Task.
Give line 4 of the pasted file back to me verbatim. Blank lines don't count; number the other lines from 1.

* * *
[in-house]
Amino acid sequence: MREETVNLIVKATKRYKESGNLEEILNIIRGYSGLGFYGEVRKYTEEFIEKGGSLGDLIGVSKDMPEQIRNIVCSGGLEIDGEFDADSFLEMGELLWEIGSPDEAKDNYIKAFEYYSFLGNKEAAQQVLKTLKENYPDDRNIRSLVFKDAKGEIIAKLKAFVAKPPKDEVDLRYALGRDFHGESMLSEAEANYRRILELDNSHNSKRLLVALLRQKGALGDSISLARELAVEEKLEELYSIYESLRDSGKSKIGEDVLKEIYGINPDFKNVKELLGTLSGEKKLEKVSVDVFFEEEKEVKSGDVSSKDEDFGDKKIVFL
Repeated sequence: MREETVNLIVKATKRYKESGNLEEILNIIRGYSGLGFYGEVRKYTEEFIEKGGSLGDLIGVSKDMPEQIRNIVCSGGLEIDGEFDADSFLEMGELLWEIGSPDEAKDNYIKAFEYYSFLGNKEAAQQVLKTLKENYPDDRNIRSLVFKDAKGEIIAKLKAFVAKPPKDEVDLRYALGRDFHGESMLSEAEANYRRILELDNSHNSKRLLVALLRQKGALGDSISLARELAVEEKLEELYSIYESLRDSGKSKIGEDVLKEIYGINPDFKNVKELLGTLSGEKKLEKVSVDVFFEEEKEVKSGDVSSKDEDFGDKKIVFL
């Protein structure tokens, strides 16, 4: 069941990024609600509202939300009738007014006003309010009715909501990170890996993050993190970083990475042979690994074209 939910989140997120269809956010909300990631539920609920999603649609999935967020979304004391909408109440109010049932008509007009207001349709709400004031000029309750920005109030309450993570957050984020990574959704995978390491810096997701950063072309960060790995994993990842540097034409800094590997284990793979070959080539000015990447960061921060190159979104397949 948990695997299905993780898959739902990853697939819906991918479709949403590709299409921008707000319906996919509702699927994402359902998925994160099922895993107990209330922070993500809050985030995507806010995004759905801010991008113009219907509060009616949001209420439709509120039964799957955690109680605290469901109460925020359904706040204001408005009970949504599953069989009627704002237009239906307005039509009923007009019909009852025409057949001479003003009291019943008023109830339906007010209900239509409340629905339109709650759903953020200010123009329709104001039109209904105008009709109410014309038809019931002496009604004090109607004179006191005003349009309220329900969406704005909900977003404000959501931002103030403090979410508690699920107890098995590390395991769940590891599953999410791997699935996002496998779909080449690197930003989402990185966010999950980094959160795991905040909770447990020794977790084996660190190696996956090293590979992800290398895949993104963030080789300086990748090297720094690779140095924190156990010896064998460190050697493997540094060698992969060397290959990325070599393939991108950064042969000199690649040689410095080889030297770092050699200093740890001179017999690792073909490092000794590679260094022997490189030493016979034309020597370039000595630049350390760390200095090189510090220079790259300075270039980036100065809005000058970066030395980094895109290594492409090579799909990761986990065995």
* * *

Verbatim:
């Protein structure tokens, strides 16, 4: 069941990024609600509202939300009738007014006003309010009715909501990170890996993050993190970083990475042979690994074209 939910989140997120269809956010909300990631539920609920999603649609999935967020979304004391909408109440109010049932008509007009207001349709709400004031000029309750920005109030309450993570957050984020990574959704995978390491810096997701950063072309960060790995994993990842540097034409800094590997284990793979070959080539000015990447960061921060190159979104397949 948990695997299905993780898959739902990853697939819906991918479709949403590709299409921008707000319906996919509702699927994402359902998925994160099922895993107990209330922070993500809050985030995507806010995004759905801010991008113009219907509060009616949001209420439709509120039964799957955690109680605290469901109460925020359904706040204001408005009970949504599953069989009627704002237009239906307005039509009923007009019909009852025409057949001479003003009291019943008023109830339906007010209900239509409340629905339109709650759903953020200010123009329709104001039109209904105008009709109410014309038809019931002496009604004090109607004179006191005003349009309220329900969406704005909900977003404000959501931002103030403090979410508690699920107890098995590390395991769940590891599953999410791997699935996002496998779909080449690197930003989402990185966010999950980094959160795991905040909770447990020794977790084996660190190696996956090293590979992800290398895949993104963030080789300086990748090297720094690779140095924190156990010896064998460190050697493997540094060698992969060397290959990325070599393939991108950064042969000199690649040689410095080889030297770092050699200093740890001179017999690792073909490092000794590679260094022997490189030493016979034309020597370039000595630049350390760390200095090189510090220079790259300075270039980036100065809005000058970066030395980094895109290594492409090579799909990761986990065995």